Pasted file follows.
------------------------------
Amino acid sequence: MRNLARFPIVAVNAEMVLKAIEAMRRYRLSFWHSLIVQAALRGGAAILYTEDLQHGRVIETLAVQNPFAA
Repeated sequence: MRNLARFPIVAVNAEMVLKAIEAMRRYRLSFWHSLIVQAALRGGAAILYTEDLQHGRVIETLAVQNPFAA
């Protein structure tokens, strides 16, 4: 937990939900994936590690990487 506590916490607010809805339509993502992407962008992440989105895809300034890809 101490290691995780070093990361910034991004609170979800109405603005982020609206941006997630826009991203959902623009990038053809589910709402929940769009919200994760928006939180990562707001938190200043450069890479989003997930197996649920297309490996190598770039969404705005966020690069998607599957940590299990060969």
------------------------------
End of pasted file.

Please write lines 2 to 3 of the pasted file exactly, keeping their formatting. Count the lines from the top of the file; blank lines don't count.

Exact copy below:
Repeated sequence: MRNLARFPIVAVNAEMVLKAIEAMRRYRLSFWHSLIVQAALRGGAAILYTEDLQHGRVIETLAVQNPFAA
């Protein structure tokens, strides 16, 4: 937990939900994936590690990487 506590916490607010809805339509993502992407962008992440989105895809300034890809 101490290691995780070093990361910034991004609170979800109405603005982020609206941006997630826009991203959902623009990038053809589910709402929940769009919200994760928006939180990562707001938190200043450069890479989003997930197996649920297309490996190598770039969404705005966020690069998607599957940590299990060969």